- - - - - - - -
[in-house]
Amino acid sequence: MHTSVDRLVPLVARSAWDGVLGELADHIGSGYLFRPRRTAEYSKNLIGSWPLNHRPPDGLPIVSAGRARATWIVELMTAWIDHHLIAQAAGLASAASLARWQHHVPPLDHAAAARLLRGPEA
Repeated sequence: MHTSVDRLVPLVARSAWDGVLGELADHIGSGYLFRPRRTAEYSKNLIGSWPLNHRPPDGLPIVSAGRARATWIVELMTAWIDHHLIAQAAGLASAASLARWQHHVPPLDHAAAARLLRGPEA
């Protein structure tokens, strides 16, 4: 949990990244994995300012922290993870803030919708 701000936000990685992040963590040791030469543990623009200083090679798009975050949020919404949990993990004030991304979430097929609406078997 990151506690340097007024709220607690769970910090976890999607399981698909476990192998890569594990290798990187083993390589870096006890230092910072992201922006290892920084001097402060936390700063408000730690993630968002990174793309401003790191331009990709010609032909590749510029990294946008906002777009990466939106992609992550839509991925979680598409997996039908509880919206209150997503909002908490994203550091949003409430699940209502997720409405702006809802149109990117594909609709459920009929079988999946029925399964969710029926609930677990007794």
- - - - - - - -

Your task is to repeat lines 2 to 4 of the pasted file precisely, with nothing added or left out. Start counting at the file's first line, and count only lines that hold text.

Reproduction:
Amino acid sequence: MHTSVDRLVPLVARSAWDGVLGELADHIGSGYLFRPRRTAEYSKNLIGSWPLNHRPPDGLPIVSAGRARATWIVELMTAWIDHHLIAQAAGLASAASLARWQHHVPPLDHAAAARLLRGPEA
Repeated sequence: MHTSVDRLVPLVARSAWDGVLGELADHIGSGYLFRPRRTAEYSKNLIGSWPLNHRPPDGLPIVSAGRARATWIVELMTAWIDHHLIAQAAGLASAASLARWQHHVPPLDHAAAARLLRGPEA
């Protein structure tokens, strides 16, 4: 949990990244994995300012922290993870803030919708 701000936000990685992040963590040791030469543990623009200083090679798009975050949020919404949990993990004030991304979430097929609406078997 990151506690340097007024709220607690769970910090976890999607399981698909476990192998890569594990290798990187083993390589870096006890230092910072992201922006290892920084001097402060936390700063408000730690993630968002990174793309401003790191331009990709010609032909590749510029990294946008906002777009990466939106992609992550839509991925979680598409997996039908509880919206209150997503909002908490994203550091949003409430699940209502997720409405702006809802149109990117594909609709459920009929079988999946029925399964969710029926609930677990007794």